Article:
Blues and BBQ: Memphis Serves Them Southern-Style

It may have been 1909 when W.C. Handy wrote the first blues song on Beale Street, but every weekend tourists and locals alike pay homage to the spirit of his music by turning out in droves to one of the most famous streets in the world.

Memphis, Tennessee is a city not content to merely thrive and flourish; the people here know how to live, and living life to its fullest involves the ability to dance and sing into the early morning hours to the tunes of B.B. King and Muddy Waters. Ask anyone and the answer will be the same: Beale Street is where you’ll find the party.

Rum Boogie Cafe

This world-famous street is lined with clubs and cafes that serve up the best that Memphis has to offer. The Rum Boogie Cafe is perhaps the most frequented club on Beale Street. Whether you wish to partake in the festivities on the dance floor or opt to remain a spectator, the live music and engaging atmosphere at Rum Boogie will keep you smiling until the early morning hours.

B.B. King’s Blues Club

Also worth checking out is B.B. King’s Blues Club where the maestro himself may surprise you with performance. Live Blues is played almost every night and authentic memorabilia of Memphis Blues greats lines the walls. Looking for a taste of Hollywood? Check out the Blues City Cafe where Tom Cruise and the F.B.I. held a meeting in “The Firm.” At the corner of Beale and South Main Street is the Orpheum Theater. Once a vaudeville theatre, it now hosts ballets, opera, Broadway shows, and classic films.

The Peabody

There is plenty of lodging available in Memphis, but if you’re looking for a hotel with history and ambiance, there is no better place to visit than The Peabody. Known as the South’s Grand Hotel, this 14-story 468-room hotel – located on Union Avenue – was built in 1869 and may best be known for the Duck March (a tradition since 1930). The world-famous ducks live in “Duck Palace” on the Plantation Roof of the hotel, and every day at 11 a.m. they are led down the elevator to the Italian Travertine marble fountain in the Grand Lobby. They then march on the red carpet to the tunes of John Philip Sousa. The ceremony is repeated at 5 p.m. when the ducks retire to the rooftop. Even if you don’t stay at the Peabody it’s worth a trip to the Grand Lobby to check out this event in addition to the rich architecture of the building.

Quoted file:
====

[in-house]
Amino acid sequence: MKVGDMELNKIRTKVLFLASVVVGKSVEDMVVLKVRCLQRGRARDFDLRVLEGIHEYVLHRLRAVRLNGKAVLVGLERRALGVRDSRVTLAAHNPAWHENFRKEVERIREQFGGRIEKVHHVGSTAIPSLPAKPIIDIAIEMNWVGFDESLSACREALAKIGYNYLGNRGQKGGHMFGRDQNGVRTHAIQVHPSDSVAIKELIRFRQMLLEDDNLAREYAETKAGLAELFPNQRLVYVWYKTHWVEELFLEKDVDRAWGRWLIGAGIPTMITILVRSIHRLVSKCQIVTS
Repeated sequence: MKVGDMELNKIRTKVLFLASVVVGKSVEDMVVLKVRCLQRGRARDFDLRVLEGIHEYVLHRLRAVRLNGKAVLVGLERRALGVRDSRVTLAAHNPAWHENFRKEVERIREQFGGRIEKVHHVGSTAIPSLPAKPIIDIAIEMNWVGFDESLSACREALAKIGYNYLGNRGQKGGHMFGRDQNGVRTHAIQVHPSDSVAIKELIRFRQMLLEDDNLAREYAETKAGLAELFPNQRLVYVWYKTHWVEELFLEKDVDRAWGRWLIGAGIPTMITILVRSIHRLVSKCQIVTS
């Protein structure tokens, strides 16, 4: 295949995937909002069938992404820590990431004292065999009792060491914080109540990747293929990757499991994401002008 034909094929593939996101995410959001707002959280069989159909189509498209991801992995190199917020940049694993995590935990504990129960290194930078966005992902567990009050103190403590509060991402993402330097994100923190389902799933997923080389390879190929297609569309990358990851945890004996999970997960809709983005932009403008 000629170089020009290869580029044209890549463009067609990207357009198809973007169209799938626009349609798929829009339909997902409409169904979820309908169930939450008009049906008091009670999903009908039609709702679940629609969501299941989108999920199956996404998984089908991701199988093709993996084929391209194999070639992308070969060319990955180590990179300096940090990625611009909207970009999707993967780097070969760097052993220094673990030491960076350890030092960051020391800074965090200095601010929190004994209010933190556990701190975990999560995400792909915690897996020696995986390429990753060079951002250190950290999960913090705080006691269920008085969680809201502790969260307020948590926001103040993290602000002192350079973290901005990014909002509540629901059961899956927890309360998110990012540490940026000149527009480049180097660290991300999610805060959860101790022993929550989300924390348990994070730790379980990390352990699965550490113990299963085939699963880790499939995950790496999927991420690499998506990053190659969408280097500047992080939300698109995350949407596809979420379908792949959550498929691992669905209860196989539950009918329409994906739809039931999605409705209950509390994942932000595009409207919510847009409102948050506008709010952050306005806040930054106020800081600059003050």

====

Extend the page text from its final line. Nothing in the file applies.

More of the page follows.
Flying Saucer

Are you thirsting for a unique beer? Just around the corner at 130 Peabody Place at Second Street is The Flying Saucer, a bar known for its extensive beer and cigar list as well as the “wurst” food in town – smoked or grilled bratwurst. Are you eager to try Kingfisher Lager from Bangalore, India or Moretti from Udine, Italy? Whether you’re looking for something smooth or something stout, this bar offers a plethora of lagers, pales, ambers, browns, porters, stouts, darks, and bottled beer from around the world.

The Pyramid & Mud Island

If your timing is right you may get lucky enough to check out a concert or performance at the Pyramid or at Mud Island. Mud Island is a 52-acre recreational and historic park that features the Mississippi River Museum, where you can board historic riverboats and view a World War II-B17 plane, the Memphis Belle. Two more museums worth visiting are the National Civil Rights Museum, which pays tribute to Martin Luther King and the Memphis Brooks Museum of Art, a premier art museum that houses the South’s most comprehensive collection of Western art.

The Rendezvous

No trip to Memphis is complete without a taste of BBQ ribs and down-home Southern cooking. The Rendezvous at 52 South Second Street is the perfect place to sample a plate of tender ribs, and The Yellow Rose Cafe in the downtown area will remind you why this great Southern cooking is emulated in the finest restaurants around the world.

It’s very easy to get around Memphis, especially if you stay downtown where most restaurants and clubs are within walking distance. If, however, you want a lift to your destination, try the trolley or a horse-drawn carriage ride where the drivers introduce you to both their horses and the affable dogs that ride alongside them.


If you’re a thrill-seeker, don’t hesitate to head out to the Mid-South Fairgrounds and Libertyland, where you’ll find North America’s oldest wooden roller coaster and Elvis Presley’s favorite ride, ‘The Zippin’ Pippin.’ Speaking of Elvis, no trip to Memphis is complete without a tour of Graceland. For only $10, this 60- to 90-minute tour takes you through the mansion, the trophy and awards building, through the backyard where Lisa Marie’s swing set still stands, past the pool and into the Meditation Garden where Elvis and members of his family have been laid to rest. For only $19.95 you can purchase the Platinum Tour, which includes tours of the mansion, the “Lisa Marie” and “Hound Dog” jets, the Sincerely Elvis Museum, and the Automobile Museum.

Memphis in May

Perhaps the best time to visit this city is in May when the Memphis-In-May International Festival coincides with the Beale Street Music Festival. Both celebrate the music and culture of the city through a series of festivals, parades, and concerts. The Elvis International Tribute Week takes place August 8-16, marking the anniversary of the King’s death.

Whether you come for the parties or the history of this rich city, Memphis offers an array or entertainment for people of all ages, and wherever your individual agenda leads you, the spirit of Memphis is sure to stay with you long after you’ve left.

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